What Makes the Crazy Choice of Junking the South Oxfordshire Local Plan ‘Rational’

If you are elected on a platform of restraining housing growth in South Oxfordshire junking the local plan examination and rewriting it (as cabinet look likely to recommend this Wednesday) would seem an entirely counterproductive choice based on the evidence.

  1. The apportionment was based on the Oxford Growth deal, with doesn’t contain the higher long term additions from the NIC report from overspill from London and higher employment growth
  2. Junking the Oxfordshire growth deal you wont get the 3YHLS supply concession unique to Oxfordshire
  3. You will likely lose all of the funding for the Oxfordshire Growth Deal including several bypasses and other improvements
  4. The numbers will be written back up to a higher level when you do get to examination
  5. The numbers will come anyway in the medium term joint Oxfordshire plan
  6. Neighbourhood plans will be left vulnerable as so many will now be out of date in terms of housing numbers – most will no longer offer any degree of protection.
  7. The risk of SoS intervention to take the local plan away.

So by any rational analysis (as in the officers report) it would be a crazy thing for a housing restraint supporter in  a new administration to do, as Council leaders in Uttlesford and South Cambs in similar positions have already decided.  So why does the leader of South Oxfordshire Council propose such a counterproductive and crazy course?

I think the answer lies in the dynamics of opposition ism to the Corridor ‘project’ in Oxforshire and the feeling that it can be blocked.

What we are seeing here is what has been called ‘progressive Nimbyism’

“People invest themselves in the homes, communities and landscapes where they live,” Devine-Wright [Exeter Geographer] said. “That investment creates a deep reservoir of emotional attachment that can become anxiety and psychological distress when something rears up and threatens it.”

“It’s like playing Whac-a-Mole,” [Alex] Baca said. “No matter what you propose, they’ll tell you that if it was just a little bit different, they could support it. But then you come back with the changes they asked for and they find a new reason to fight it.”

Baca sees the increasing ugliness of public forums as a manifestation of the widening generation gap among progressives.

“The boomer generation came of age at a time when neighborhoods were fighting back against highway expansions and power plants,” Baca said. “To them, preserving their neighborhood is progressive.”

Oxford is a fairly progressive place.  Residents of Oxfordshire are used to campaigning on no end of issues.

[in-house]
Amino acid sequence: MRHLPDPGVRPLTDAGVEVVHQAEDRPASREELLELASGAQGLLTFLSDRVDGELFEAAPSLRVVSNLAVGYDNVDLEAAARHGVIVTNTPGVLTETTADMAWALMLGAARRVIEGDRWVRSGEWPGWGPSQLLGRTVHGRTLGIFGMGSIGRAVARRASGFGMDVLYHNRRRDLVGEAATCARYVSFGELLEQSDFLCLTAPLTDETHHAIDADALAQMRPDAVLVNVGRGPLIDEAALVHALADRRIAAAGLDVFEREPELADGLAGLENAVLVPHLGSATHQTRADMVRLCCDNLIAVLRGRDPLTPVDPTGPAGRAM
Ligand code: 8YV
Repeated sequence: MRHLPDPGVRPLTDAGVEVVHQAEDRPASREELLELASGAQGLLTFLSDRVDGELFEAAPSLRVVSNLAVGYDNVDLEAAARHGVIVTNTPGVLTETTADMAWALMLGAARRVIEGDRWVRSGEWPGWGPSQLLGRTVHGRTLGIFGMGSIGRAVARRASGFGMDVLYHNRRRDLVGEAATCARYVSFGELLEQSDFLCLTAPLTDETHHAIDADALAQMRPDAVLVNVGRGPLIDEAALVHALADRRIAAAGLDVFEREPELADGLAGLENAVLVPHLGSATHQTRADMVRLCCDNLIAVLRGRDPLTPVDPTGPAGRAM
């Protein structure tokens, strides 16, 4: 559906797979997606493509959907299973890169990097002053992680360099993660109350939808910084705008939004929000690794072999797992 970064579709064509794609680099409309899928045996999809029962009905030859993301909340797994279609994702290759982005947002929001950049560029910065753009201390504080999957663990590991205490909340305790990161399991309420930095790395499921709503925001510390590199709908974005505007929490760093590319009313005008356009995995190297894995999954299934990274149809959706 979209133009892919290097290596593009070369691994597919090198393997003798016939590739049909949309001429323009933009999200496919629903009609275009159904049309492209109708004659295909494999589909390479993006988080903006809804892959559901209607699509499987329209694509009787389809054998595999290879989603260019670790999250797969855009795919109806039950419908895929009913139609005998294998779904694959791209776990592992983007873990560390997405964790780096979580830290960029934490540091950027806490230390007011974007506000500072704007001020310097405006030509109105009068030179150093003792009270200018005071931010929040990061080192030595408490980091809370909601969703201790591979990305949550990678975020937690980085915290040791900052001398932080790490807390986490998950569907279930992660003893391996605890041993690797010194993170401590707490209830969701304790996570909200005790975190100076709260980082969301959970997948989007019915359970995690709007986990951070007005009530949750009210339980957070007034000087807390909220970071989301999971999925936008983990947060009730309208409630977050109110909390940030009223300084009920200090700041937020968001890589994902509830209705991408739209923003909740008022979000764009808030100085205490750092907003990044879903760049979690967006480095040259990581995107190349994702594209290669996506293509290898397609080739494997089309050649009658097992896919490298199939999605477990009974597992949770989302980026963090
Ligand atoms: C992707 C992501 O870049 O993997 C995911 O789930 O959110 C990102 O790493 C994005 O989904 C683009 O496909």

The decision by the government to announce the corridor as national policy with a 1 million housing target a road and a railway, but no follow through on where avin g itb all top local councils, created an immediate opppositionism, reflected in the recent elections.  The fear of ‘concreting over the countryside’ and doubling the population of Oxfordshire.  There was no appreciation of the longer timescales, over 35-50 years towns will high employment growth will double in size, like Swindon has (1.7% growth a year), Oxford has grown 1.1% a year, but well below Cambridge 1.45% a year, and too slowly to prevent severe problems of stifling economic growth and creating major problems of unaffordability.

Most villages, other than the strictest protected conservation villages, have doubles in size over 50 years.  This is normal, this is England.  The issue is where and how, if well done, in Garden Communities for example, you can do this whilst only losing a small percentage 1-2% of your greenfield areas.

Yet when locations are unknown it is impossible to argue that the impact will be minimised because it wont be in your backyard it could be in anyone and everyone’s backyard.  This is what we have in Oxfordshire now.  A fear of highway based expansion everywhere which leads otherwise ‘progressive’ forces to seek to block development.  In Uttlesford and South Cambridgeshire there was not this head of steam, partially because they had already named there growth locations for the medium term, so the anywhere and everywhere fear didnt apply.  Im sure in Oxforshire you focussed till 2050 100k of growth in a new town at Grove, supported by 4 tracking the line between Swindon, Didcot and Oxford, you would get a lot of opposition in Grove but it completely falling way elsewhere in Oxfordshire, and a clear political majority for that focus (you always do with focussed growth in a Local Plan, its in most cllrs interest).

So what we are seeing in South Oxfordshire is a temporary sanity spasm caused by the Governments inept handing of the Arc and the fear of anything everwhere.

If you fear anything everwhere pull your finger out and get on with the local plan.


One thought on “What Makes the Crazy Choice of Junking the South Oxfordshire Local Plan ‘Rational’

  1. Firstly, the Plan was submitted (29 March) after the cut off date (24 Jan) in the new NPPF for application of the standard method. So the standard method already applies. Secondly, it is not a higher number; 632 dpa from the standard method is lower than the OAN of 775 dpa from the SHMA in the previous version of the Plan.

Leave a Reply

Fill in your details below or click an icon to log in:

WordPress.com Logo

You are commenting using your WordPress.com account. Log Out /  Change )

Facebook photo

You are commenting using your Facebook account. Log Out /  Change )

Connecting to %s